It's definitely a good idea to plan out your pattern first before cutting. Draw diagrams, or buy extra paint sticks to experiment laying out your herringbone pattern using different lengths of wood to get a good feel for how you'd like your finished table to look.
Once your pieces have been cut and your design planned out, it's time to lay down your first two pieces. Before gluing, it's important that you precisely measure their placement, as the rest of your pattern will be laid down in relation to these first two.
Place one corner of the first wood piece at the very edge of the table (where you'd like your first pattern row to begin) at a 45-degree angle from the edge (see image below). Use your speed square to guide you. I chose to place the corner of the first piece in the center for a somewhat symmetrical appearance.
Mark this angle with a pencil.
Place your second piece of wood at a 90-degree angle from the first piece of wood as shown below, with the top edge of the first piece lined up with the side edge of the second piece.
Mark this angle with a pencil. Of course, the angle opposite your first 45 degree angle should also be 45 degrees. (Your high school geometry class is paying off!)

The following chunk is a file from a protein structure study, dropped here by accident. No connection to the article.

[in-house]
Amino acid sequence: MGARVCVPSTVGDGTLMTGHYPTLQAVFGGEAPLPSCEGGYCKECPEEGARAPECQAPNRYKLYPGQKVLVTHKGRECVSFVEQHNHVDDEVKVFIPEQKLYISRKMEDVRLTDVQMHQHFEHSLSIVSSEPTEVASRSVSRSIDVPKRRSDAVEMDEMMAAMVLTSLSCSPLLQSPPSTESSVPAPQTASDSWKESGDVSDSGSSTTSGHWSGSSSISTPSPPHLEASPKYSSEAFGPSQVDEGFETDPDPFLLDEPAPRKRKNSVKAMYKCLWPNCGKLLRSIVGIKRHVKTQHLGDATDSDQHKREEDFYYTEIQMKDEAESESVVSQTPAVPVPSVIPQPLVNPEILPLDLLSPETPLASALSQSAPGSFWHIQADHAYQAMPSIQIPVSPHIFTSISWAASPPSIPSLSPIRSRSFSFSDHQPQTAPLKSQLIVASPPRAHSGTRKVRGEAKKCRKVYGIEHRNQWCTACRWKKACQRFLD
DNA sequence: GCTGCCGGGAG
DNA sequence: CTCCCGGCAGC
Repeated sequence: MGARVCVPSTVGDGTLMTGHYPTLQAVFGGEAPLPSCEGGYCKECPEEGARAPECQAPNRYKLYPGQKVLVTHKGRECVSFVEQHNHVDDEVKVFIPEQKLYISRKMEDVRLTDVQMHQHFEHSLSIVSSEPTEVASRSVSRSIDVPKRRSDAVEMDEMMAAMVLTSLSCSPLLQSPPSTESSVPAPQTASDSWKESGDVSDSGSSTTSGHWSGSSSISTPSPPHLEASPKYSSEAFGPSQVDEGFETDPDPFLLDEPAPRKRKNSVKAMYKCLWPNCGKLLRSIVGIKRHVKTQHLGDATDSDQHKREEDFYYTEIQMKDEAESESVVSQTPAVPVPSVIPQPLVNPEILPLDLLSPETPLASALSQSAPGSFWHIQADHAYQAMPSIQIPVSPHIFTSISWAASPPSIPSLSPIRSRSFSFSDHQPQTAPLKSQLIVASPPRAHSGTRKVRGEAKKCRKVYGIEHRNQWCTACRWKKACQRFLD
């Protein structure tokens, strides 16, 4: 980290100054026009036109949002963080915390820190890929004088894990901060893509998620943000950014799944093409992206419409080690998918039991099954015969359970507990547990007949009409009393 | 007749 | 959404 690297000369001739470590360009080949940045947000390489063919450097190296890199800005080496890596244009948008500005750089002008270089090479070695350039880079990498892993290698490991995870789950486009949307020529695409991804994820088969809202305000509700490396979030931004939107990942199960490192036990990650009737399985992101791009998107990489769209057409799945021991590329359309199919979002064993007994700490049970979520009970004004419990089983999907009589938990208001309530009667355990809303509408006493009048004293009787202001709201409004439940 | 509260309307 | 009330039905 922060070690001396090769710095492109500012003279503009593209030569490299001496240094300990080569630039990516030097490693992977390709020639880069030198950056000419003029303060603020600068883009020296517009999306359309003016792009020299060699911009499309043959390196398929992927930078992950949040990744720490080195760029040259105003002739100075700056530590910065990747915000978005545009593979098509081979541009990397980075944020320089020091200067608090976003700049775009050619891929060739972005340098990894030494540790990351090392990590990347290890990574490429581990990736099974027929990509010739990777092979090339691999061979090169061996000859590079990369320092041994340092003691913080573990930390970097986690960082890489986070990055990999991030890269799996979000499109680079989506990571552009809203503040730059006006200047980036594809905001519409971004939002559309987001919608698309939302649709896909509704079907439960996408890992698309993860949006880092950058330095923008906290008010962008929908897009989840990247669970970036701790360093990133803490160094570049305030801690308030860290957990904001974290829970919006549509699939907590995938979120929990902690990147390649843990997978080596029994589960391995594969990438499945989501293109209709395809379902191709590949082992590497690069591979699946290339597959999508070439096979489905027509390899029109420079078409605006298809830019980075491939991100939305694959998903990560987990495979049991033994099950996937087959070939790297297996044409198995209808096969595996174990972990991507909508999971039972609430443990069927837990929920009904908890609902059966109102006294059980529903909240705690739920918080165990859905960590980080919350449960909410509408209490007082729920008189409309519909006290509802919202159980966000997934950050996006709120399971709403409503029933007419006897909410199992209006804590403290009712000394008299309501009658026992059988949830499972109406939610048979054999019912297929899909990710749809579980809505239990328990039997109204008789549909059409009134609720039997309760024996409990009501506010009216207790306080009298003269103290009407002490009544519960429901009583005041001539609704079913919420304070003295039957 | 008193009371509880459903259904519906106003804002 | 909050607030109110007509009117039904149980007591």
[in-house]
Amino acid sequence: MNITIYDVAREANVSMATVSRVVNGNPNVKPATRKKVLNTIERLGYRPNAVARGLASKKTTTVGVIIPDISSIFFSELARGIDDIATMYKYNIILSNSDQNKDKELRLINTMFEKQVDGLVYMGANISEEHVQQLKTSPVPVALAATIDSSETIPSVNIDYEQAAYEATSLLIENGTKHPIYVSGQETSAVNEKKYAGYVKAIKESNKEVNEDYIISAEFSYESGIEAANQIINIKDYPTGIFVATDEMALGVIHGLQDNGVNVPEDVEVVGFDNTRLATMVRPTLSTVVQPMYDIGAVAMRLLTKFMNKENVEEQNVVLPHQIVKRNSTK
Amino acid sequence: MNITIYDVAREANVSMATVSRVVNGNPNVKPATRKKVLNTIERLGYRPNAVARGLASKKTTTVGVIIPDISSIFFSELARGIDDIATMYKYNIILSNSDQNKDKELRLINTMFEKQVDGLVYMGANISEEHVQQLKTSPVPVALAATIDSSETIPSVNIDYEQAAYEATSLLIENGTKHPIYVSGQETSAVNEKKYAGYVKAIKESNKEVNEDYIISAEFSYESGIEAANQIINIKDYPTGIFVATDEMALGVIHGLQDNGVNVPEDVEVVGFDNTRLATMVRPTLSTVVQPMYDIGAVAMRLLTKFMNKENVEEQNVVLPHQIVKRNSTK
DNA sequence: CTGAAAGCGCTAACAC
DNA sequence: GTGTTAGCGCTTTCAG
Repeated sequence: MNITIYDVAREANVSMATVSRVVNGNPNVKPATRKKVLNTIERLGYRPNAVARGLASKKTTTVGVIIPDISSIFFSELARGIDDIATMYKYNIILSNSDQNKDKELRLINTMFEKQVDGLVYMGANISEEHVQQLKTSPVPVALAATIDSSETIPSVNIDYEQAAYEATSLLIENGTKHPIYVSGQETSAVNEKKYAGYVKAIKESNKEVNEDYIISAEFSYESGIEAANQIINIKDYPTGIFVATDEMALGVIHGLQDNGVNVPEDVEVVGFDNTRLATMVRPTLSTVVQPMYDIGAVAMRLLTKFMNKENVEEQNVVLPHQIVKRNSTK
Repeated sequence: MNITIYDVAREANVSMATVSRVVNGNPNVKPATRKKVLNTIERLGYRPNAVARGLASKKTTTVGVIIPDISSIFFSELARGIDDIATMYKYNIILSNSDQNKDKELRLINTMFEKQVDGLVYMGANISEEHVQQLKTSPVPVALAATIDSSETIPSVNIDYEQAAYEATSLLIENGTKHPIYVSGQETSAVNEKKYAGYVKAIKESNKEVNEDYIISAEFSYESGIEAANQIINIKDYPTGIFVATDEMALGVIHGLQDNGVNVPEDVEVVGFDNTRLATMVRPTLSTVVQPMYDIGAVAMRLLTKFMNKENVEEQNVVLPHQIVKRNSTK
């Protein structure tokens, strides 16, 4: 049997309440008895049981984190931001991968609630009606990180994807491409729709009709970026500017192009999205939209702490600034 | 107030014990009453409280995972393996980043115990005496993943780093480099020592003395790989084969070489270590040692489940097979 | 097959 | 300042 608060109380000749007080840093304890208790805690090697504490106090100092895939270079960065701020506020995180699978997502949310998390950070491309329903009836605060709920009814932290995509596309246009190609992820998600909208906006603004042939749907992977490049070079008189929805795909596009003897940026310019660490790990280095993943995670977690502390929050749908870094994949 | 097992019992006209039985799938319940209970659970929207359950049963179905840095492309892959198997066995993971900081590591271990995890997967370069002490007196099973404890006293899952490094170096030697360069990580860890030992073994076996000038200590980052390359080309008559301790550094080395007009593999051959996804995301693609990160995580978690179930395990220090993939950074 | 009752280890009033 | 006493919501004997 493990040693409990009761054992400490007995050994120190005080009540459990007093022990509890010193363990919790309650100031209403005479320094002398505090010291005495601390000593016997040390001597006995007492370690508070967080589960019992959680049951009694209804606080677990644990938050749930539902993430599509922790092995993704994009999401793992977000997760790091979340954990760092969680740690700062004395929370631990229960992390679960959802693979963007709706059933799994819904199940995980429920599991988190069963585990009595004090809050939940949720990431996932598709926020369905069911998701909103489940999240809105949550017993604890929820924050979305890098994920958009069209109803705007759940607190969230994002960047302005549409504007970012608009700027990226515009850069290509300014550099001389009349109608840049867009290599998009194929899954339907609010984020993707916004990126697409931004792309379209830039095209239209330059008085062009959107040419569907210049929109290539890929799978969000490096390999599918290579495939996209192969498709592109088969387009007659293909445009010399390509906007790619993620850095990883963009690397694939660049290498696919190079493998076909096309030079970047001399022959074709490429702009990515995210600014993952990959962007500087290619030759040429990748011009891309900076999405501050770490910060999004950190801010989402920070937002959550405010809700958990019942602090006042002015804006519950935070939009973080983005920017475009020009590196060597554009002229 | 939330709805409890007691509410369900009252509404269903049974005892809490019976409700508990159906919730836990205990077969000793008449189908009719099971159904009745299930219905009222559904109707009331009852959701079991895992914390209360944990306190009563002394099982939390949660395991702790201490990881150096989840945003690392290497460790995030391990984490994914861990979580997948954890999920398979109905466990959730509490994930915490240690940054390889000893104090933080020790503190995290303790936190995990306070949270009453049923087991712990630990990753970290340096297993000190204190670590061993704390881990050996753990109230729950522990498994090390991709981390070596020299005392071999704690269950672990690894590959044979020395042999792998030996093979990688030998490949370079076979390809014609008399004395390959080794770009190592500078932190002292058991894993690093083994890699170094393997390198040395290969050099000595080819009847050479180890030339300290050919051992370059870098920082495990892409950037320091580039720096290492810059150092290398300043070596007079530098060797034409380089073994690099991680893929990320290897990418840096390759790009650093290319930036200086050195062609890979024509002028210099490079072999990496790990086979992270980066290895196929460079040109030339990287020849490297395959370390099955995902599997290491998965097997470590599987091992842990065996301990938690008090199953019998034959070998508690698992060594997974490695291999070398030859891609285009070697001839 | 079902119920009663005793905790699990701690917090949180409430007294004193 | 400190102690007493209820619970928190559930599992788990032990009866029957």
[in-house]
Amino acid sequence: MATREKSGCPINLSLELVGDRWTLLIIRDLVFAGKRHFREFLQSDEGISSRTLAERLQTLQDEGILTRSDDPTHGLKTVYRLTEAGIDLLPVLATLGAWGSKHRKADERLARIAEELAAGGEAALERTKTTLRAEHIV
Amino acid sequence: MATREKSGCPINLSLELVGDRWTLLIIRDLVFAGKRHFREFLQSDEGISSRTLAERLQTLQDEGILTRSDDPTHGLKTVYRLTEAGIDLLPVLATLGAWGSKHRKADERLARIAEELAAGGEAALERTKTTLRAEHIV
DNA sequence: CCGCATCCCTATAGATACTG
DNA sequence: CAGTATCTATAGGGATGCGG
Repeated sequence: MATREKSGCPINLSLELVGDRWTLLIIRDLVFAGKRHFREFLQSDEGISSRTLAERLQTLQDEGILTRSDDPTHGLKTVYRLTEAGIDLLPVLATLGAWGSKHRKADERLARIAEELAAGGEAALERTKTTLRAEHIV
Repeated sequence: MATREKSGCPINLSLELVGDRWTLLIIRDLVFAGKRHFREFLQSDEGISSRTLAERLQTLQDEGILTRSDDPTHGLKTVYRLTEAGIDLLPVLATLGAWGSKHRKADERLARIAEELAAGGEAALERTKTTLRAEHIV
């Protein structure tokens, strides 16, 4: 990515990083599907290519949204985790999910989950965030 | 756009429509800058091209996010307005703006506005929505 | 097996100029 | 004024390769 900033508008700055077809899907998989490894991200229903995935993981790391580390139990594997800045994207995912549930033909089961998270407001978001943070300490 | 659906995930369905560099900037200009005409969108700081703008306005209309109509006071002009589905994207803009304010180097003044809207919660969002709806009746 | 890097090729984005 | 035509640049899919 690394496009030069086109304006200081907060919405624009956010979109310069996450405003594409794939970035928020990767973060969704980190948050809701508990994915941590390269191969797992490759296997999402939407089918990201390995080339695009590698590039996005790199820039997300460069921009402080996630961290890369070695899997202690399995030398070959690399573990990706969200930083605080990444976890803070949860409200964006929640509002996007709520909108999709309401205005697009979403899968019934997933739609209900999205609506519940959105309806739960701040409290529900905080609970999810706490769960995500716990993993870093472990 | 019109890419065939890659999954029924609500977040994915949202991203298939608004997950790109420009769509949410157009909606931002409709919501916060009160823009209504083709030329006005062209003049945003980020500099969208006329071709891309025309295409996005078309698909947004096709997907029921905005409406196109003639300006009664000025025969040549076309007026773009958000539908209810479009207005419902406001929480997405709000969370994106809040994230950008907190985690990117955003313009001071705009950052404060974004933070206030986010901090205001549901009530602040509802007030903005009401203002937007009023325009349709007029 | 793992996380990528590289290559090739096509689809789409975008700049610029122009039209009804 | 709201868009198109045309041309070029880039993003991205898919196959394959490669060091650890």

Glue down your first two pieces of wood using the lines you marked as a guide.
Continue gluing your first pattern row, guided by the pieces you initially laid.
Keep gluing until you come to the point where you can no longer glue entire wood pieces onto your tabletop without having some extra overhang at the edges.
There are a couple ways you can remove the excess wood, depending on the type of tools you're using as well as your own personal preference. You can either cut the pieces to fit before gluing them on, or glue the pieces down with the extra overhang and trim the edges off afterward.
Since I'm cutting my pieces manually with a miter box and saw, I chose to cut the pieces (roughly) to size before gluing them down. This allowed me to cut pieces more precisely so there was less sanding to do on the edges afterward. If you choose to use the other method (cutting the edges after gluing), refer to the tip box below this step.
Place the next piece of wood down continuing the herringbone pattern.
Use a straight edge to mark where the excess wood should be cut. Every piece that you cut will must be an accurate 45 degree angle, which is why using a miter box is a must.